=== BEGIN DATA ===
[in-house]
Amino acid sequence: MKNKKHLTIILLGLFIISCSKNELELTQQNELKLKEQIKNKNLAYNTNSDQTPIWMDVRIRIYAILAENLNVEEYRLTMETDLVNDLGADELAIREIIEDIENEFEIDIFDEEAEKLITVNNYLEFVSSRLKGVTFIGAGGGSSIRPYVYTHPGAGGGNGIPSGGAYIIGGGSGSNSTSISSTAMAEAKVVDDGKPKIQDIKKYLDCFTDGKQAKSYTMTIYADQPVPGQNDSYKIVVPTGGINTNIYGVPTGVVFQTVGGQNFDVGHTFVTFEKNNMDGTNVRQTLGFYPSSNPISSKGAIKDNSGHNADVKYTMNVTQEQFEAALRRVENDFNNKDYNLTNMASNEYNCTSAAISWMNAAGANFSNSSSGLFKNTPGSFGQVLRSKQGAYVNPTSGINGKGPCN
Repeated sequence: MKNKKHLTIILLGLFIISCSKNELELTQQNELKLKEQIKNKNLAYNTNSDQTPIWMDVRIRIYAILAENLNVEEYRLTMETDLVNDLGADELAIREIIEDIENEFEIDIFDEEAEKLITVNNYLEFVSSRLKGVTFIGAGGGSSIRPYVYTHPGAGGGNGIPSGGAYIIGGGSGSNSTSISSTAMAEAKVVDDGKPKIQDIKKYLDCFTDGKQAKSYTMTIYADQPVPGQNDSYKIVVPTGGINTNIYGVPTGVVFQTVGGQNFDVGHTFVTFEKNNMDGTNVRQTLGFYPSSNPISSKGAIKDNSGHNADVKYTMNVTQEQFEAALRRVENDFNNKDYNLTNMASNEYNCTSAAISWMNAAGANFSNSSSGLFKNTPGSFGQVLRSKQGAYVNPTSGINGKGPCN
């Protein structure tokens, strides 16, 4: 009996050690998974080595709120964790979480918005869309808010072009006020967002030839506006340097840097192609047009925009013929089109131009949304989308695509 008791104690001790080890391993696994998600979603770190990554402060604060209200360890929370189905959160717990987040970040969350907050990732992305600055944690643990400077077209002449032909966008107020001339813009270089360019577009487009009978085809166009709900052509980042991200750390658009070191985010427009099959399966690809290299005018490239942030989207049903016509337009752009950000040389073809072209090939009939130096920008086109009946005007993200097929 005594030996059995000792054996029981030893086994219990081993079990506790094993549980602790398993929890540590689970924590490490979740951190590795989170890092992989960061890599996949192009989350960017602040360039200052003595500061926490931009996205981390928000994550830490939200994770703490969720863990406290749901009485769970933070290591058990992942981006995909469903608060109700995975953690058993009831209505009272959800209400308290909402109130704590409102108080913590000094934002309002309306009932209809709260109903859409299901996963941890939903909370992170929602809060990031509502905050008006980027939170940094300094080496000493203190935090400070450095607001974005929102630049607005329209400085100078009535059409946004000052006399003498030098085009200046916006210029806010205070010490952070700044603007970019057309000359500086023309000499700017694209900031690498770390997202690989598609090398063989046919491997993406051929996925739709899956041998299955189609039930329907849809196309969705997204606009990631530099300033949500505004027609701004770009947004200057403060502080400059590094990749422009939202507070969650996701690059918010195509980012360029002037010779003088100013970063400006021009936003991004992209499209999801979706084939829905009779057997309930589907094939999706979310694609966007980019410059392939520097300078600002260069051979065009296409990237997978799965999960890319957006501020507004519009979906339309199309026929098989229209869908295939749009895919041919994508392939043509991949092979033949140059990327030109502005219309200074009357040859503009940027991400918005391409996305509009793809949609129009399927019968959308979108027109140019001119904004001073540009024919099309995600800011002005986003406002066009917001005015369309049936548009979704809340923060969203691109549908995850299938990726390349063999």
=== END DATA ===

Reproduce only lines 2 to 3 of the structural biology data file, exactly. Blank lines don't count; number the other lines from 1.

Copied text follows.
Amino acid sequence: MKNKKHLTIILLGLFIISCSKNELELTQQNELKLKEQIKNKNLAYNTNSDQTPIWMDVRIRIYAILAENLNVEEYRLTMETDLVNDLGADELAIREIIEDIENEFEIDIFDEEAEKLITVNNYLEFVSSRLKGVTFIGAGGGSSIRPYVYTHPGAGGGNGIPSGGAYIIGGGSGSNSTSISSTAMAEAKVVDDGKPKIQDIKKYLDCFTDGKQAKSYTMTIYADQPVPGQNDSYKIVVPTGGINTNIYGVPTGVVFQTVGGQNFDVGHTFVTFEKNNMDGTNVRQTLGFYPSSNPISSKGAIKDNSGHNADVKYTMNVTQEQFEAALRRVENDFNNKDYNLTNMASNEYNCTSAAISWMNAAGANFSNSSSGLFKNTPGSFGQVLRSKQGAYVNPTSGINGKGPCN
Repeated sequence: MKNKKHLTIILLGLFIISCSKNELELTQQNELKLKEQIKNKNLAYNTNSDQTPIWMDVRIRIYAILAENLNVEEYRLTMETDLVNDLGADELAIREIIEDIENEFEIDIFDEEAEKLITVNNYLEFVSSRLKGVTFIGAGGGSSIRPYVYTHPGAGGGNGIPSGGAYIIGGGSGSNSTSISSTAMAEAKVVDDGKPKIQDIKKYLDCFTDGKQAKSYTMTIYADQPVPGQNDSYKIVVPTGGINTNIYGVPTGVVFQTVGGQNFDVGHTFVTFEKNNMDGTNVRQTLGFYPSSNPISSKGAIKDNSGHNADVKYTMNVTQEQFEAALRRVENDFNNKDYNLTNMASNEYNCTSAAISWMNAAGANFSNSSSGLFKNTPGSFGQVLRSKQGAYVNPTSGINGKGPCN